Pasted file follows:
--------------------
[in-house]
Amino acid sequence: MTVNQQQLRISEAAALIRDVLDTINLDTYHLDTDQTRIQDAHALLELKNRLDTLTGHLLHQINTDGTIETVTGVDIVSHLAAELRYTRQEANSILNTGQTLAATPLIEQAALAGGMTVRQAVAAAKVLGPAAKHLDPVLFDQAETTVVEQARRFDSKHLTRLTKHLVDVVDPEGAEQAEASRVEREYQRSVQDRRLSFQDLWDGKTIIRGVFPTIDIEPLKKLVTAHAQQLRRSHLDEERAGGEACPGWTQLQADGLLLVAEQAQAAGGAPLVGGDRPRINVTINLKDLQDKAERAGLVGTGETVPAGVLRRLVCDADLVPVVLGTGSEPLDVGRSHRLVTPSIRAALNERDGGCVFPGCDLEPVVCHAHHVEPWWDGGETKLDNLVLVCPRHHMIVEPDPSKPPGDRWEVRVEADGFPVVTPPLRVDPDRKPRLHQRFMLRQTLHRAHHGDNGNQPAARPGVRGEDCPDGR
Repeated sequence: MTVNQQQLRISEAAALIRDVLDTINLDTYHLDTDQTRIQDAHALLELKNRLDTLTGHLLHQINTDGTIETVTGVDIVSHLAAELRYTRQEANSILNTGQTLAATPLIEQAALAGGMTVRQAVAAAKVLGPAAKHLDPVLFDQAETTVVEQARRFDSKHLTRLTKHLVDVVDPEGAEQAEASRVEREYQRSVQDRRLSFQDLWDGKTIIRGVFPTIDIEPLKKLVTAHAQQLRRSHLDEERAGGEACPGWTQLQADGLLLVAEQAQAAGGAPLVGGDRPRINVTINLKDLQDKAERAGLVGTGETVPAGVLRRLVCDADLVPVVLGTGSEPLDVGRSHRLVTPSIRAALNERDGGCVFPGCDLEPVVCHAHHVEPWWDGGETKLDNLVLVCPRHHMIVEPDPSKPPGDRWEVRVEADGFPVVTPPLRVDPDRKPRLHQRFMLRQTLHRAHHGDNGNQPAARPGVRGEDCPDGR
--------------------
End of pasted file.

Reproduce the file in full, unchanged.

[in-house]
Amino acid sequence: MTVNQQQLRISEAAALIRDVLDTINLDTYHLDTDQTRIQDAHALLELKNRLDTLTGHLLHQINTDGTIETVTGVDIVSHLAAELRYTRQEANSILNTGQTLAATPLIEQAALAGGMTVRQAVAAAKVLGPAAKHLDPVLFDQAETTVVEQARRFDSKHLTRLTKHLVDVVDPEGAEQAEASRVEREYQRSVQDRRLSFQDLWDGKTIIRGVFPTIDIEPLKKLVTAHAQQLRRSHLDEERAGGEACPGWTQLQADGLLLVAEQAQAAGGAPLVGGDRPRINVTINLKDLQDKAERAGLVGTGETVPAGVLRRLVCDADLVPVVLGTGSEPLDVGRSHRLVTPSIRAALNERDGGCVFPGCDLEPVVCHAHHVEPWWDGGETKLDNLVLVCPRHHMIVEPDPSKPPGDRWEVRVEADGFPVVTPPLRVDPDRKPRLHQRFMLRQTLHRAHHGDNGNQPAARPGVRGEDCPDGR
Repeated sequence: MTVNQQQLRISEAAALIRDVLDTINLDTYHLDTDQTRIQDAHALLELKNRLDTLTGHLLHQINTDGTIETVTGVDIVSHLAAELRYTRQEANSILNTGQTLAATPLIEQAALAGGMTVRQAVAAAKVLGPAAKHLDPVLFDQAETTVVEQARRFDSKHLTRLTKHLVDVVDPEGAEQAEASRVEREYQRSVQDRRLSFQDLWDGKTIIRGVFPTIDIEPLKKLVTAHAQQLRRSHLDEERAGGEACPGWTQLQADGLLLVAEQAQAAGGAPLVGGDRPRINVTINLKDLQDKAERAGLVGTGETVPAGVLRRLVCDADLVPVVLGTGSEPLDVGRSHRLVTPSIRAALNERDGGCVFPGCDLEPVVCHAHHVEPWWDGGETKLDNLVLVCPRHHMIVEPDPSKPPGDRWEVRVEADGFPVVTPPLRVDPDRKPRLHQRFMLRQTLHRAHHGDNGNQPAARPGVRGEDCPDGR